But immediately after that lesson I headed back to the Planeo office to pick up some money for my monthly train ticket to Helmstedt, and I ran into Amanda who was there finishing up her last lesson before the big vacation. So I got to say my goodbyes to her, although it wasn’t nearly the same as it was with Alan whom I’ll probably never see again. Amanda will be returning to Hannover about the same time Kris will be arriving. Dammit, I just can’t write Kris. To me, Kris is a totally different kid I knew in high school. Sorry, but for the purposes of this journal it’s just going to have to remain Krissi.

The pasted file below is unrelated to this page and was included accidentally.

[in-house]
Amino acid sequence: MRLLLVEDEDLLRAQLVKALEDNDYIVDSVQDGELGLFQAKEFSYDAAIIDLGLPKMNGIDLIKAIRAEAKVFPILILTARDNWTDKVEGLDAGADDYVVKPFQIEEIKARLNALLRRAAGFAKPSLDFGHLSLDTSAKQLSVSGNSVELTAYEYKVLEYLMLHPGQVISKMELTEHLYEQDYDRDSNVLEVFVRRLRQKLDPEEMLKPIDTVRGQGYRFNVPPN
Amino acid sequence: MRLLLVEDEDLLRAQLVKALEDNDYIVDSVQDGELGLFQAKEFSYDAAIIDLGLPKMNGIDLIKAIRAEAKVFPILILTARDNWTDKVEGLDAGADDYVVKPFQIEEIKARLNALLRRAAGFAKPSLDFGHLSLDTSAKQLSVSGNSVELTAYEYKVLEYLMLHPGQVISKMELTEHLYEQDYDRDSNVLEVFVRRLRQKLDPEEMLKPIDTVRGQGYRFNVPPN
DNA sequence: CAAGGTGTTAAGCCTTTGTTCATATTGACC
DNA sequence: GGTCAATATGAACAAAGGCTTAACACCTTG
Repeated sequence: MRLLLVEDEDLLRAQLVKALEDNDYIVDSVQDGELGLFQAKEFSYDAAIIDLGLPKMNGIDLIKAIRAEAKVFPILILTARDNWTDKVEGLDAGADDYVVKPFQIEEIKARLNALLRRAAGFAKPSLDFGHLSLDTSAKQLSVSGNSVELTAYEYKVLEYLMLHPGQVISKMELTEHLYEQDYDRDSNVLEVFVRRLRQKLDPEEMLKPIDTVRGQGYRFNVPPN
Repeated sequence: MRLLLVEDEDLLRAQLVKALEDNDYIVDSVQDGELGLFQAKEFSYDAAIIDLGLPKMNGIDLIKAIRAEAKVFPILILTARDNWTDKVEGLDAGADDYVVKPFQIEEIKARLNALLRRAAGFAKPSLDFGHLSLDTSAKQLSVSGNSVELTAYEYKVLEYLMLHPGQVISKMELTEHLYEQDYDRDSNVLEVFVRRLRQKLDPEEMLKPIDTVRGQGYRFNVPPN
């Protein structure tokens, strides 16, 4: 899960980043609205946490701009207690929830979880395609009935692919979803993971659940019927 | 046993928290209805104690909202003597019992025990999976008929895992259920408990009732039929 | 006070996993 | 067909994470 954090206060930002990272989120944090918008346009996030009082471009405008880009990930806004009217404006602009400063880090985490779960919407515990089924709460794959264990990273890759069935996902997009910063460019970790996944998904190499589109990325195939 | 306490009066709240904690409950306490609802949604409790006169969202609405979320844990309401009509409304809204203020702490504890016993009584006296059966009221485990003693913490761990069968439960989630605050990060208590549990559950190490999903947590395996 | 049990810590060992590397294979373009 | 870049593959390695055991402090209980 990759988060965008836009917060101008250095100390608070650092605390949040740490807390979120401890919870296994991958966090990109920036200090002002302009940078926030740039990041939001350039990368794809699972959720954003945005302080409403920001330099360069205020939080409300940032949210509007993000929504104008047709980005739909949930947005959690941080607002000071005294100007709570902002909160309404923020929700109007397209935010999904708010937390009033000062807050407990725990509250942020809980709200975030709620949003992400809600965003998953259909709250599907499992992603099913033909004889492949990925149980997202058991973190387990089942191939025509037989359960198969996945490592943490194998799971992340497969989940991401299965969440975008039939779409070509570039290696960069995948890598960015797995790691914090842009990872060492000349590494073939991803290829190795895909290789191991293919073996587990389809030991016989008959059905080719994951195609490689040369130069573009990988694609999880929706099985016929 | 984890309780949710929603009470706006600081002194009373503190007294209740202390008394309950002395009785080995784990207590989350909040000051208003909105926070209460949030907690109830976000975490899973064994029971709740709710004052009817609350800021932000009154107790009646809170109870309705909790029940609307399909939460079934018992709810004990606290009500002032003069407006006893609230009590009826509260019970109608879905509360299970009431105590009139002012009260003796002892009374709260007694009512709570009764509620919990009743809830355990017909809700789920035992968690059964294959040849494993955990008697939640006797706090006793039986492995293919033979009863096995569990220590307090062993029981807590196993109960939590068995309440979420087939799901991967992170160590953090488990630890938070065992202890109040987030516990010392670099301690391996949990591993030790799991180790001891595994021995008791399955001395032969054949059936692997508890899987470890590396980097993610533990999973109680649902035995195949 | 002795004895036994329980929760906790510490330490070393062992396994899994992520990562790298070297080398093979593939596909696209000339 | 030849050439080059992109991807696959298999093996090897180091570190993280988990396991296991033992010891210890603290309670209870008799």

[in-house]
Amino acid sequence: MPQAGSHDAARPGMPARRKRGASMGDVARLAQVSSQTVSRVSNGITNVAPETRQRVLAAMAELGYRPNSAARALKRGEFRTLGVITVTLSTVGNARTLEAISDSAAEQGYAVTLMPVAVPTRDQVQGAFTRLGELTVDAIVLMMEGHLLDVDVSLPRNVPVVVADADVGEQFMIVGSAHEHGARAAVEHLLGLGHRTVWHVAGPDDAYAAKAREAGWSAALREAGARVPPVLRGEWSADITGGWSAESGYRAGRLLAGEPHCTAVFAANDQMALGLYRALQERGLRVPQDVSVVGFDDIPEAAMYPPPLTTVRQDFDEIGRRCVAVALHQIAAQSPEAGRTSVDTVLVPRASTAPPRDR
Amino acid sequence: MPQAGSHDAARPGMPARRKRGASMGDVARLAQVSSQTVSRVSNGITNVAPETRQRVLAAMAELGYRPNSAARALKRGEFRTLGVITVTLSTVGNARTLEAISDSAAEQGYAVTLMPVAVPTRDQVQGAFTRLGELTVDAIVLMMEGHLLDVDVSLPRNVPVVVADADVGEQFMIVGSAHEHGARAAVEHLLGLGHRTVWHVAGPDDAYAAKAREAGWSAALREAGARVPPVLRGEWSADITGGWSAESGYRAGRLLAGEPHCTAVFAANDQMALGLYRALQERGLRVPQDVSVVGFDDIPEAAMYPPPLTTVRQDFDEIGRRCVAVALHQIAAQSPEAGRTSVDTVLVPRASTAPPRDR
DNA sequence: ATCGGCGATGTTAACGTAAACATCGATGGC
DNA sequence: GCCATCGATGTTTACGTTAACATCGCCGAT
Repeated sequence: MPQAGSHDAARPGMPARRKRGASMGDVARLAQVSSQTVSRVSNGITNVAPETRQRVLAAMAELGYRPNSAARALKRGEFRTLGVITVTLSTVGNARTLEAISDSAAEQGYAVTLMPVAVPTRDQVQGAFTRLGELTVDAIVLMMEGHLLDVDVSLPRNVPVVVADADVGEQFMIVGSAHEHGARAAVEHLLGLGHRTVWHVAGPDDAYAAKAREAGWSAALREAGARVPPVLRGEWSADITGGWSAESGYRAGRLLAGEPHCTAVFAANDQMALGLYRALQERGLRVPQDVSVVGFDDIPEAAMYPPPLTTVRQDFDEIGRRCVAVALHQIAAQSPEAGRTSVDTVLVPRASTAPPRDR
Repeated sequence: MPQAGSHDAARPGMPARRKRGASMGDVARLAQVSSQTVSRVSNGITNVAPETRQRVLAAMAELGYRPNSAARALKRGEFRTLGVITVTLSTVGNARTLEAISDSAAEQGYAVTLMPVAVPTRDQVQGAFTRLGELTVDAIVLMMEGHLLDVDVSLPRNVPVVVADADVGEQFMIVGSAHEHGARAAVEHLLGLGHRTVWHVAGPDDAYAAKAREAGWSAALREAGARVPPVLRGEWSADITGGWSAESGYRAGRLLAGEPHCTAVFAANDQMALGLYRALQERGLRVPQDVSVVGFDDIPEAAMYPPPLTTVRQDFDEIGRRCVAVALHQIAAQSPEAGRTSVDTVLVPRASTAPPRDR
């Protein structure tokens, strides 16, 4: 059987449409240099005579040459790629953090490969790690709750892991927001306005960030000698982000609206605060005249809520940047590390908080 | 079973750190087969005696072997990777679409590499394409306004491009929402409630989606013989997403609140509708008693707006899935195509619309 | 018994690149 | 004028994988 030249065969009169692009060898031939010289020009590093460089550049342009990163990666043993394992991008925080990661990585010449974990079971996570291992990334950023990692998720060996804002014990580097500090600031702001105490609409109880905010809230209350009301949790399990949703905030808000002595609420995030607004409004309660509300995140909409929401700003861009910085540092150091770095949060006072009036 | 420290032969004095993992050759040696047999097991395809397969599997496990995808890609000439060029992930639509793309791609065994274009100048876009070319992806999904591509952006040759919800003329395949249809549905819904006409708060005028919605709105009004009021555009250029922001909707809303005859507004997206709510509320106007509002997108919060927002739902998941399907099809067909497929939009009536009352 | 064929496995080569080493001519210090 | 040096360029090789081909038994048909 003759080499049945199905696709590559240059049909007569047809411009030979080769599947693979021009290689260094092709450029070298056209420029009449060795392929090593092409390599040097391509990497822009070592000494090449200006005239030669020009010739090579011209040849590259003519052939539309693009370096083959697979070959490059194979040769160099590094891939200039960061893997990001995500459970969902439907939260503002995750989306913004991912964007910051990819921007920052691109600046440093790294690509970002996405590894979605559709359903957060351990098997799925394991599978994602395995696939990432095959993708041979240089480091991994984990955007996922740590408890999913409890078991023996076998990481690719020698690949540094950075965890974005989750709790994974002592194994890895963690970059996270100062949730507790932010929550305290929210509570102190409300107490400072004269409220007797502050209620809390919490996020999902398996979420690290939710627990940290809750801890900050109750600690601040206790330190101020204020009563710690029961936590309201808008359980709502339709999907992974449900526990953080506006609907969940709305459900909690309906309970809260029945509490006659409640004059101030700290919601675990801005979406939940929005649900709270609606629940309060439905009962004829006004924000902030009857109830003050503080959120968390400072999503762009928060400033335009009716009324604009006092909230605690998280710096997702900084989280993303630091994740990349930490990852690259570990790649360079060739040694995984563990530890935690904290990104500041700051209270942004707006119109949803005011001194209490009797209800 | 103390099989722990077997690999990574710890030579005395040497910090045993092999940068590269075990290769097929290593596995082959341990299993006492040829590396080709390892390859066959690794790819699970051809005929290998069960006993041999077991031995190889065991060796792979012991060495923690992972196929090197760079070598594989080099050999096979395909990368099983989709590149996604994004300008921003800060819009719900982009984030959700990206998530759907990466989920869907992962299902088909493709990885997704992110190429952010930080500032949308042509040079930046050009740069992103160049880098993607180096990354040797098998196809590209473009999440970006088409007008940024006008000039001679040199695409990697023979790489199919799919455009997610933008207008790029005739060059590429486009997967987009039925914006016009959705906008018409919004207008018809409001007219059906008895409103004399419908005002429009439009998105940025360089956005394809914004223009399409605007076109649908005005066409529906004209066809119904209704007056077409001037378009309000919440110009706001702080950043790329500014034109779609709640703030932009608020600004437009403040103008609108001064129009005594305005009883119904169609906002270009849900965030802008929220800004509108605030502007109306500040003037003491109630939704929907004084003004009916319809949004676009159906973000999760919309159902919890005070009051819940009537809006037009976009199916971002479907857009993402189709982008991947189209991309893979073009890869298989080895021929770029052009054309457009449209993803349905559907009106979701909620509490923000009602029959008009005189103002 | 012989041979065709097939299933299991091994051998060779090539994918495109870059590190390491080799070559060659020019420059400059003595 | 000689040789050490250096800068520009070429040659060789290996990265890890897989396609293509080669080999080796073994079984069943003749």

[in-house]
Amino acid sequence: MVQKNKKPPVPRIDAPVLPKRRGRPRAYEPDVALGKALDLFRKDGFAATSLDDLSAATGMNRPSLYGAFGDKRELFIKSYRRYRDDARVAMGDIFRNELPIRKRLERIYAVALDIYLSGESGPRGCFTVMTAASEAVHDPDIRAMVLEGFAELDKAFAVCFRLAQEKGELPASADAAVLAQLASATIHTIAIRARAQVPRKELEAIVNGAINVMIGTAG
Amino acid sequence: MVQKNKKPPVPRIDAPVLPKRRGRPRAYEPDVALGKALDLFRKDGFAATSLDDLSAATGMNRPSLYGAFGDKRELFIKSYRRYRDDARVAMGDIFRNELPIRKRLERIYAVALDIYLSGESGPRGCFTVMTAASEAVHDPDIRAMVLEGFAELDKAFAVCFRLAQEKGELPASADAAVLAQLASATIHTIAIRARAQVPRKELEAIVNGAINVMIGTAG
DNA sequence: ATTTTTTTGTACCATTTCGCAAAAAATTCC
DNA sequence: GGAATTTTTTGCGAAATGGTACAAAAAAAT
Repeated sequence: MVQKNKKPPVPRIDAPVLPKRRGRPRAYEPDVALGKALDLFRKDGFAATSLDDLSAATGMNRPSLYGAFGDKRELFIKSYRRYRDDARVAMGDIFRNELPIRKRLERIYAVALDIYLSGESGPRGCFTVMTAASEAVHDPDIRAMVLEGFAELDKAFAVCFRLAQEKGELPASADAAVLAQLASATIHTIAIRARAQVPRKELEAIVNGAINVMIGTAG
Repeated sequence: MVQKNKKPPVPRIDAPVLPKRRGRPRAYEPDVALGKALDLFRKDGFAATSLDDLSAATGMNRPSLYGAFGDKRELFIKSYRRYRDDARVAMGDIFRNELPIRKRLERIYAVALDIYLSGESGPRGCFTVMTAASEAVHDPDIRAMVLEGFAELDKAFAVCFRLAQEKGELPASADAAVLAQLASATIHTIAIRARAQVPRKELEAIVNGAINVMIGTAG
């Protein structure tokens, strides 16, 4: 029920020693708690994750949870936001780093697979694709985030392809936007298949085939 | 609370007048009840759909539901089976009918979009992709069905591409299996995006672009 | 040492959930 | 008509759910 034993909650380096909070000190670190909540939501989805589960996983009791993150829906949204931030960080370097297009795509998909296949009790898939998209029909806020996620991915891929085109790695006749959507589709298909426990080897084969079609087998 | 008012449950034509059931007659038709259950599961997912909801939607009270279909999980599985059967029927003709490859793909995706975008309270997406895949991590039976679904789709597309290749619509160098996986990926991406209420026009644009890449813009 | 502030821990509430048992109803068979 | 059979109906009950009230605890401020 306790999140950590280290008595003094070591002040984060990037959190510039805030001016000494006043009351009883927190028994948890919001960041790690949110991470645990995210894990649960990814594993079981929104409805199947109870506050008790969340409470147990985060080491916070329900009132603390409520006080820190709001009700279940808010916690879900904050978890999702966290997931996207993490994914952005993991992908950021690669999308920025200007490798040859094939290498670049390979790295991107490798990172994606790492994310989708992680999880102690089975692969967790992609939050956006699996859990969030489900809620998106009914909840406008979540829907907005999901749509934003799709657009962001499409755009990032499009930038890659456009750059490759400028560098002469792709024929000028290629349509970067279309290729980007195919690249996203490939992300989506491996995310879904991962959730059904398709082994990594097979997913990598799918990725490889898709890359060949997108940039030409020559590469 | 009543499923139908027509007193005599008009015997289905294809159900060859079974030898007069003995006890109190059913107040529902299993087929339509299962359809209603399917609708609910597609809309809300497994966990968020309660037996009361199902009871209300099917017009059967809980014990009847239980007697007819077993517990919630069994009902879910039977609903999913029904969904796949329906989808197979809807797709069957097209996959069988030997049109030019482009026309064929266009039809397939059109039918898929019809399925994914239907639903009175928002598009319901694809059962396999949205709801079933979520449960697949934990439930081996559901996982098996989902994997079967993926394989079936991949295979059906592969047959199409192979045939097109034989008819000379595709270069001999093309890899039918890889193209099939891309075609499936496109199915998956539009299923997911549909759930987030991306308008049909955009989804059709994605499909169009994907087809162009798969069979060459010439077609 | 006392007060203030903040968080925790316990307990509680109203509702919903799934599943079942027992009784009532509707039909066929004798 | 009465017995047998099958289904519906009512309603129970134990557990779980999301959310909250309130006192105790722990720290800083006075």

On my way back home from the office I always pass right in front of the big Rathaus, a place I’ve been meaning to go inside and check out for…about as long as I’ve been here I guess. I was in no big hurry and it was a really nice day, so I figured it would be as good a time as any to pop in and head up to the observation deck for an aerial view of Hannover. When you walk into the lobby, there are four different models of the town of Hannover—one from when it was still just the Old City in the 17th century, another from 1939, another from 1945 when everything was bombed out and destroyed, and finally one from the present day. That in itself was cool enough, but the real reason I went in was for the observation deck.